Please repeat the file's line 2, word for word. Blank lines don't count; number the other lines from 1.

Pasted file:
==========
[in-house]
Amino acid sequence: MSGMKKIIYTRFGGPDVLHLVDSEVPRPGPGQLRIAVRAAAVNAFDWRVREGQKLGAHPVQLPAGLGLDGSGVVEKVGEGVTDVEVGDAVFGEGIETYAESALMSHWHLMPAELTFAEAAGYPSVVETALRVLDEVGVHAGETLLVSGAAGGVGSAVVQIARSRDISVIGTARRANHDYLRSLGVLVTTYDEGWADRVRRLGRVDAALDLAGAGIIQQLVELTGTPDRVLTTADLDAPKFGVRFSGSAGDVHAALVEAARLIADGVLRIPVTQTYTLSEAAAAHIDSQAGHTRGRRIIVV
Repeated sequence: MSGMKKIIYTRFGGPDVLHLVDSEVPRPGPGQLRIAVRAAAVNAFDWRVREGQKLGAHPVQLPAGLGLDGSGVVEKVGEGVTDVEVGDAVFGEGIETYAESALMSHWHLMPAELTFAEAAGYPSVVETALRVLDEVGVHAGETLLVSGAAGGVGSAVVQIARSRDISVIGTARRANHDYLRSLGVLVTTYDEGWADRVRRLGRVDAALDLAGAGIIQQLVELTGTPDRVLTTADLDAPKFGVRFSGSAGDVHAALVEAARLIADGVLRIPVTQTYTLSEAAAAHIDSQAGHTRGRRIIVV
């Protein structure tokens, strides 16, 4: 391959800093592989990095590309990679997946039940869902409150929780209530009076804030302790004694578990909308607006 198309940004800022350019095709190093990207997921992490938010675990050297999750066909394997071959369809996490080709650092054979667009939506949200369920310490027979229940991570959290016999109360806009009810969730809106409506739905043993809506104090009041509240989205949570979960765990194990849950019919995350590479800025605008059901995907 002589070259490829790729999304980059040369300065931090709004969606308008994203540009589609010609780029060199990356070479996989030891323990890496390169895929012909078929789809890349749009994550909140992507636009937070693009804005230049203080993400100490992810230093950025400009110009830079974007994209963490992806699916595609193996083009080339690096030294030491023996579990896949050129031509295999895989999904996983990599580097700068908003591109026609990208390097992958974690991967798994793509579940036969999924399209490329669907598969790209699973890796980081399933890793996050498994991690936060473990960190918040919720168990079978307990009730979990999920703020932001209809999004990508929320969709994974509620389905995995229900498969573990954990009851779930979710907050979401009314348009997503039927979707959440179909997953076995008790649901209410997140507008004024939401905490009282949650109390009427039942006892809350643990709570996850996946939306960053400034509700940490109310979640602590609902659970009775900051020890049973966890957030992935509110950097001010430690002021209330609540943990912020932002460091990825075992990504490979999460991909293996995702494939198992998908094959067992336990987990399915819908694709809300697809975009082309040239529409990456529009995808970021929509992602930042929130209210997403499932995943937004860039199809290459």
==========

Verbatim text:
Amino acid sequence: MSGMKKIIYTRFGGPDVLHLVDSEVPRPGPGQLRIAVRAAAVNAFDWRVREGQKLGAHPVQLPAGLGLDGSGVVEKVGEGVTDVEVGDAVFGEGIETYAESALMSHWHLMPAELTFAEAAGYPSVVETALRVLDEVGVHAGETLLVSGAAGGVGSAVVQIARSRDISVIGTARRANHDYLRSLGVLVTTYDEGWADRVRRLGRVDAALDLAGAGIIQQLVELTGTPDRVLTTADLDAPKFGVRFSGSAGDVHAALVEAARLIADGVLRIPVTQTYTLSEAAAAHIDSQAGHTRGRRIIVV